Challenger Bielat Holds His Own Against U.S. Rep. Frank

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Candidates for Massachusetts' 4th Congressional District, incumbent Democrat Rep. Barney Frank, left, and Republican challenger Sean Bielat, center, debate on NECN on Monday. (AP)
Candidates for Massachusetts' 4th Congressional District, incumbent Democrat Rep. Barney Frank, left, and Republican challenger Sean Bielat, center, debate on NECN on Monday. (AP)

NEWTON, Mass. — Rep. Barney Frank faced his Republican challenger Monday night in their only televised debate. It was the first chance for the challenger, Marine reservist Sean Bielat, to show he could survive going on television against the congressman famous for his way with words.

Democrat Frank came armed with his usual wit. For instance, he dismissed New York Republican candidate for governor Carl Paladino as a horse's behind for saying that "children are being brainwashed into thinking that homosexuality is an equally valid and successful option."

"That guy running in New York, I guess his name is Paladino. Frankly, when I heard it at first, I thought it was Palomino, and only part of whom was talking," Frank said.

Bielat is giving Frank the hardest race he's faced since 1982. The 35-year-old first-time candidate gave up his full-time job as an executive at iRobot to run this race. He says his campaign has been boosted by hundreds of thousands of dollars pouring in in small donations from across the country.

Monday night's debate, moderated by NECN's Jim Braude, was Bielat's only chance to show a TV audience that he could stand up to Frank's debating skills.

The recent Wharton MBA found out that going up against the wit of Frank is hard. This became evident when, at one point, Bielat said he would have opposed bailing out General Motors and Chrysler.

"I would have let them go," Bielat said.

"How about that, Barney Frank?" Braude asked.

"There are a lot of people who agree with Sean Bielat. A lot of people agree with everybody. A lot of people think Elvis is still alive, too," Frank replied.

But, with charm, Bielat did manage to throw Frank off balance when the congressman was pointing out that Bielat advocates permanent tax cuts for Americans who make more than $250,000 a year.

"One year might make sense, but that's not what the Republicans are advocating," Frank said. "It's not what Mr. Bielat is advocating. He's advocating..."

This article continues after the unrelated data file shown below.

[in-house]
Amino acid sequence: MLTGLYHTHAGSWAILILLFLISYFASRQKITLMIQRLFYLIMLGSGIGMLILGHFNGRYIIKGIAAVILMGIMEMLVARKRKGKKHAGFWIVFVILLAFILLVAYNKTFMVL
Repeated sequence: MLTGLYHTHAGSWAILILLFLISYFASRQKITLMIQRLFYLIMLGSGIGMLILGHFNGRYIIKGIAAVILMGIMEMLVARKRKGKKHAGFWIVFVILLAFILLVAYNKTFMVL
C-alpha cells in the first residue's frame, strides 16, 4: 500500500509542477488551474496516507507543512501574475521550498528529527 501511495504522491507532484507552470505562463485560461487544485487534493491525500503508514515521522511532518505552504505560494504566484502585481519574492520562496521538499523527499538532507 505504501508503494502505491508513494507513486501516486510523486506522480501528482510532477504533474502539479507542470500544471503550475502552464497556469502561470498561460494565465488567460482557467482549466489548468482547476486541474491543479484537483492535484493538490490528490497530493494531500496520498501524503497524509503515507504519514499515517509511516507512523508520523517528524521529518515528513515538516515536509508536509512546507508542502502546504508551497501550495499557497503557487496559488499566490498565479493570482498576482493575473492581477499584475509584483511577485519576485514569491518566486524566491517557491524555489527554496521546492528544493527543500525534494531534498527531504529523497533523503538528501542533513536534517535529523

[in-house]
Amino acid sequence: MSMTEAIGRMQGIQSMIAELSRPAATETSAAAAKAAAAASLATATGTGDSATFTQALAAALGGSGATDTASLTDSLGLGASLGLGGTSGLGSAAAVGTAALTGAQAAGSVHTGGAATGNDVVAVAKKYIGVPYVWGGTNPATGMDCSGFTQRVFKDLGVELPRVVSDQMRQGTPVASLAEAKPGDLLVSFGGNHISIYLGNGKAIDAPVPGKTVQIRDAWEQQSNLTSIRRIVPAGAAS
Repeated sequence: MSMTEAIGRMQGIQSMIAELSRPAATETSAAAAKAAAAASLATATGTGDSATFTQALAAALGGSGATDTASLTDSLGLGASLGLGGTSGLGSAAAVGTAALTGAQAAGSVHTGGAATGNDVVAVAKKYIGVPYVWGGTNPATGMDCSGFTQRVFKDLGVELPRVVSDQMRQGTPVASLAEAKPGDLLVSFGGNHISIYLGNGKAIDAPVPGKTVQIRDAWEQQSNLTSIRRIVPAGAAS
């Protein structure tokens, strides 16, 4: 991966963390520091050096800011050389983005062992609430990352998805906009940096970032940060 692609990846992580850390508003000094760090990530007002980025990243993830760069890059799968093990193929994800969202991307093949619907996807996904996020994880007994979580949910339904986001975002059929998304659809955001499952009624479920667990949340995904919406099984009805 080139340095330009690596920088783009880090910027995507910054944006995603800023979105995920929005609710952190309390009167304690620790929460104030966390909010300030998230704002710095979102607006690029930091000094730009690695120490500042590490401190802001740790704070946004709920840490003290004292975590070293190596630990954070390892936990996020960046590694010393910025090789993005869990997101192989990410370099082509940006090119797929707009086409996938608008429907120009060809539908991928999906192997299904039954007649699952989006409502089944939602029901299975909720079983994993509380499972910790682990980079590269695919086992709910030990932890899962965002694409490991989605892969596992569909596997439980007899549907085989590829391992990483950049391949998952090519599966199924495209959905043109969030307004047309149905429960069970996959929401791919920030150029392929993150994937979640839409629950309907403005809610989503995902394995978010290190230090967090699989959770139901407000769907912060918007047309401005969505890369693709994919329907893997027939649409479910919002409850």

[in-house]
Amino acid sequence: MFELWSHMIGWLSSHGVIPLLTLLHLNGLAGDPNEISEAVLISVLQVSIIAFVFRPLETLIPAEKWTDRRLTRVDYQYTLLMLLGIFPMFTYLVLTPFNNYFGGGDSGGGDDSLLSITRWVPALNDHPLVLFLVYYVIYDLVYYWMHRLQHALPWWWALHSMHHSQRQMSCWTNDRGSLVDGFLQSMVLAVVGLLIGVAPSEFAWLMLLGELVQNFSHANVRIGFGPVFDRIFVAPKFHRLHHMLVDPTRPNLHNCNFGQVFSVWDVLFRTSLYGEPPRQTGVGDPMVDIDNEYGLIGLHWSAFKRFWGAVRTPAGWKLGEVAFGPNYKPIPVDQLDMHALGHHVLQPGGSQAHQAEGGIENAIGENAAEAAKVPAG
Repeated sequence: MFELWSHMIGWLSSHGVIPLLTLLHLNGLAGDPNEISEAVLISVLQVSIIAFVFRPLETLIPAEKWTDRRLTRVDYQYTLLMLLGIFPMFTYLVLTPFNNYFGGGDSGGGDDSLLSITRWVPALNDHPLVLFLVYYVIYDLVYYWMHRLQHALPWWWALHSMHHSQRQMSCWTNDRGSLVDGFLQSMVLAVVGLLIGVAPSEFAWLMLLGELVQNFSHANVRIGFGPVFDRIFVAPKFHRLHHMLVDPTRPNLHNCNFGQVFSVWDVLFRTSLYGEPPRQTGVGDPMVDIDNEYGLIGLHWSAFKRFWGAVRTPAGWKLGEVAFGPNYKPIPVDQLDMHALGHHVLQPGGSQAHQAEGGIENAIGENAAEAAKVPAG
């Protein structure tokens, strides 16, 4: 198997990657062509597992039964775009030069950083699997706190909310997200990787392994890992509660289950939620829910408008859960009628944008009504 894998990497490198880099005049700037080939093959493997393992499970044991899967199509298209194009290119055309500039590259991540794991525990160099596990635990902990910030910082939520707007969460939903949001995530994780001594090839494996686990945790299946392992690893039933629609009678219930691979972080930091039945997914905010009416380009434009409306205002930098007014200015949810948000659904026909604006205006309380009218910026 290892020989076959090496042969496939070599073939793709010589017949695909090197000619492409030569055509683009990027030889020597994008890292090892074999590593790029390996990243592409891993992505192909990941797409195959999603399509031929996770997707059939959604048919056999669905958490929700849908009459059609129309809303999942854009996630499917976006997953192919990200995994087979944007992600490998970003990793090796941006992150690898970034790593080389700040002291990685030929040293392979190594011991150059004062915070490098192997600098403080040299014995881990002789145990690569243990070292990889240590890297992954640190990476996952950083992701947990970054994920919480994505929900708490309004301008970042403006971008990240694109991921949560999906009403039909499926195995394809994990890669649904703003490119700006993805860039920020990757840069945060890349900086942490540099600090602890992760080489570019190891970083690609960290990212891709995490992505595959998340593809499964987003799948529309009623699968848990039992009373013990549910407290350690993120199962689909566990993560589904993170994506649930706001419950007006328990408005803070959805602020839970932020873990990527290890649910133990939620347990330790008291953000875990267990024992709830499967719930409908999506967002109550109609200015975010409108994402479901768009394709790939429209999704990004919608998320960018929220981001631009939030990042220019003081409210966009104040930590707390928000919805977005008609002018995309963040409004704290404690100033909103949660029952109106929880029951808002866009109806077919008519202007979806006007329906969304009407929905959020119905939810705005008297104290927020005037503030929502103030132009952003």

"How do you know what I'm advocating?" Bielat asked.

"Because I've read what you said," Frank replied definitively, before showing some impatience with Bielat.

"Do I...what are the ground rules?" Frank asked Braude. "I know when I say something he doesn't like, that he interrupts me. That's been the pattern. The fact is, that I've read what Mr. Bielat said, and he is for making them permanent, as I have read it."

Bielat managed to unnerve Frank once again when the two were debating how to put Social Security on sound financial footing.

"What Barney Frank is saying is: 'Let's not change anything, because I might lose votes. It's not my problem now. We'll kick the can down the road, and hopefully, it works out for the best in 20 or 30 years, and I'm not going to deal with it.' That's the wrong approach," Bielat said.

"That's the kind of distortion Mr. Bielat uses," Frank said, interrupting. "I just said I agree with increasing the tax base. I just said it, and he makes believe I didn't. I said that 'I think you can increase the degree to which...'"

Now it was Bielat's turn to interrupt.

"That's not sufficient, and we both know it," Bielat said.

"Mr. Bielat," Frank remonstrated. "Please Sean, don't do that. It's a constant issue with him."

Bielat, the challenger, managed to put the Frank, the congressman, on the defensive, and in that sense Monday night's debate was a reflection of the race.

This program aired on October 12, 2010.

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Fred Thys Reporter
Fred Thys reported on politics and higher education for WBUR.



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